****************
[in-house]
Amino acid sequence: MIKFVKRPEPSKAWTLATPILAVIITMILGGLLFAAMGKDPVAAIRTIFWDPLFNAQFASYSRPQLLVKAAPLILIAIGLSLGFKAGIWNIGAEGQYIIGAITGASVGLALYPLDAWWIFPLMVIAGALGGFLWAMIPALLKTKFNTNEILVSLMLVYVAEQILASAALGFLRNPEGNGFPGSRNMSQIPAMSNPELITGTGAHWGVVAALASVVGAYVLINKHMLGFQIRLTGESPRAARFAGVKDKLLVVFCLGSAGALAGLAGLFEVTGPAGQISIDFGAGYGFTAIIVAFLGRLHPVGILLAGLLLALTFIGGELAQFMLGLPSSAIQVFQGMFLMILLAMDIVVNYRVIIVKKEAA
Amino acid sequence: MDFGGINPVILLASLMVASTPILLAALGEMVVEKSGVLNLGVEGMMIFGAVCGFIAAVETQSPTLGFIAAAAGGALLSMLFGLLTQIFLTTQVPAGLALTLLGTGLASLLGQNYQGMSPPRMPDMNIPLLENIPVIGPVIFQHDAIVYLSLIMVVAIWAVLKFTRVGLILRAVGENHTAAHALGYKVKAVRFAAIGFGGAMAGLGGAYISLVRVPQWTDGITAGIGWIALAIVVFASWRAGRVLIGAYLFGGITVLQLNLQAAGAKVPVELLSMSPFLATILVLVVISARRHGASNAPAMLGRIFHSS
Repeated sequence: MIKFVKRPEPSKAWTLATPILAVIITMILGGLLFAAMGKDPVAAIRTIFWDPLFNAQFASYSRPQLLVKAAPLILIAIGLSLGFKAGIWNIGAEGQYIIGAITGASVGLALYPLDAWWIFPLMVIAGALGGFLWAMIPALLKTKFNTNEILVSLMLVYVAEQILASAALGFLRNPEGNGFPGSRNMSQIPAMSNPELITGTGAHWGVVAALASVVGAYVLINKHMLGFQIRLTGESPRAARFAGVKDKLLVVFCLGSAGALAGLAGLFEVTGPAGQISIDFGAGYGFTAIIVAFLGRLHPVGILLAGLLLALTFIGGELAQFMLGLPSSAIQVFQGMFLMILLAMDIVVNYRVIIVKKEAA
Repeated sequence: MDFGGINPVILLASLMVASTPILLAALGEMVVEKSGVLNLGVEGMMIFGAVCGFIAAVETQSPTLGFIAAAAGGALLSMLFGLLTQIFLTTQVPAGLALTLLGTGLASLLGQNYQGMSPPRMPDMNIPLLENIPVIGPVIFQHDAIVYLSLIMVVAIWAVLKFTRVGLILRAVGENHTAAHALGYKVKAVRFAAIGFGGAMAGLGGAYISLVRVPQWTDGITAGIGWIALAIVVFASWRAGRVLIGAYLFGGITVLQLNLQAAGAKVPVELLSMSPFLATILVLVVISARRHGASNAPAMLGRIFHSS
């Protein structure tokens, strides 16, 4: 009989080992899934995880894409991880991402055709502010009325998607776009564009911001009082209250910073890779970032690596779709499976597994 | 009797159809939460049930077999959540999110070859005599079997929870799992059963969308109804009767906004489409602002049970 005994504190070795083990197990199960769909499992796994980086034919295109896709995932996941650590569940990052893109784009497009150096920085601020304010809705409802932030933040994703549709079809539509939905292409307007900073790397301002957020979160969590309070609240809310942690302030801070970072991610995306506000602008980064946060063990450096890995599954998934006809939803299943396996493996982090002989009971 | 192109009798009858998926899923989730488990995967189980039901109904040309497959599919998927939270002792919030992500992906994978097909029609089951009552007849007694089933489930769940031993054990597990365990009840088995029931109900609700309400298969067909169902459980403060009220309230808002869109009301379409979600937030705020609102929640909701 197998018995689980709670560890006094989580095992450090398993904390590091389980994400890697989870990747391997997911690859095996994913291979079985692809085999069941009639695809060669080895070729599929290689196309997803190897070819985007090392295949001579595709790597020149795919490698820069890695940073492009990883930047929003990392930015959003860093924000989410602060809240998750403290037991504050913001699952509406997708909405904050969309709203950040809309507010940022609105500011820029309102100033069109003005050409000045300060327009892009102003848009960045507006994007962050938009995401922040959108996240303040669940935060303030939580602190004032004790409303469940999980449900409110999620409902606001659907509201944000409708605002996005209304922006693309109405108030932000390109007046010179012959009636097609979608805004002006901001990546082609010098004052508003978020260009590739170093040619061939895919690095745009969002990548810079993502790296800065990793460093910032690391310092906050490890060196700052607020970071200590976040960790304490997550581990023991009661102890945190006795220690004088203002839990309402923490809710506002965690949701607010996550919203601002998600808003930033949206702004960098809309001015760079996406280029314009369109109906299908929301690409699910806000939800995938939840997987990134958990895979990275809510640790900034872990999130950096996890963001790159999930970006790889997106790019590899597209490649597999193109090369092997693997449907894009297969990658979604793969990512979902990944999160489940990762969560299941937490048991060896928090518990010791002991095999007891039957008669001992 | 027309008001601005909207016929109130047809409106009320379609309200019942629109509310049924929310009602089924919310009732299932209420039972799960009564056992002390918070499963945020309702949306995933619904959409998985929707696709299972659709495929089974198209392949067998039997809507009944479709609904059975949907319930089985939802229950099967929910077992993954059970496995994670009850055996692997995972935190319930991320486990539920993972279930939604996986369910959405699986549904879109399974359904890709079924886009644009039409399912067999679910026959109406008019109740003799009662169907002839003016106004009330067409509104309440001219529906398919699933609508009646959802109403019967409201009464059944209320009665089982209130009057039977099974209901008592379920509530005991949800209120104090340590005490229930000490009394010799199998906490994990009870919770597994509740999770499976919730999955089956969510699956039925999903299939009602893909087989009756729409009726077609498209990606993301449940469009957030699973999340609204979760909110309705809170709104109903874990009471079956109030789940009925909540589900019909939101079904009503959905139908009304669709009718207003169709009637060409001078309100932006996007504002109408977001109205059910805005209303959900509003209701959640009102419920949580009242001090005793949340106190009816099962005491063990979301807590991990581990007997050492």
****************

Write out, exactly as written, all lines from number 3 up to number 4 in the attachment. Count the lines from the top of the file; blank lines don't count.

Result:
Amino acid sequence: MDFGGINPVILLASLMVASTPILLAALGEMVVEKSGVLNLGVEGMMIFGAVCGFIAAVETQSPTLGFIAAAAGGALLSMLFGLLTQIFLTTQVPAGLALTLLGTGLASLLGQNYQGMSPPRMPDMNIPLLENIPVIGPVIFQHDAIVYLSLIMVVAIWAVLKFTRVGLILRAVGENHTAAHALGYKVKAVRFAAIGFGGAMAGLGGAYISLVRVPQWTDGITAGIGWIALAIVVFASWRAGRVLIGAYLFGGITVLQLNLQAAGAKVPVELLSMSPFLATILVLVVISARRHGASNAPAMLGRIFHSS
Repeated sequence: MIKFVKRPEPSKAWTLATPILAVIITMILGGLLFAAMGKDPVAAIRTIFWDPLFNAQFASYSRPQLLVKAAPLILIAIGLSLGFKAGIWNIGAEGQYIIGAITGASVGLALYPLDAWWIFPLMVIAGALGGFLWAMIPALLKTKFNTNEILVSLMLVYVAEQILASAALGFLRNPEGNGFPGSRNMSQIPAMSNPELITGTGAHWGVVAALASVVGAYVLINKHMLGFQIRLTGESPRAARFAGVKDKLLVVFCLGSAGALAGLAGLFEVTGPAGQISIDFGAGYGFTAIIVAFLGRLHPVGILLAGLLLALTFIGGELAQFMLGLPSSAIQVFQGMFLMILLAMDIVVNYRVIIVKKEAA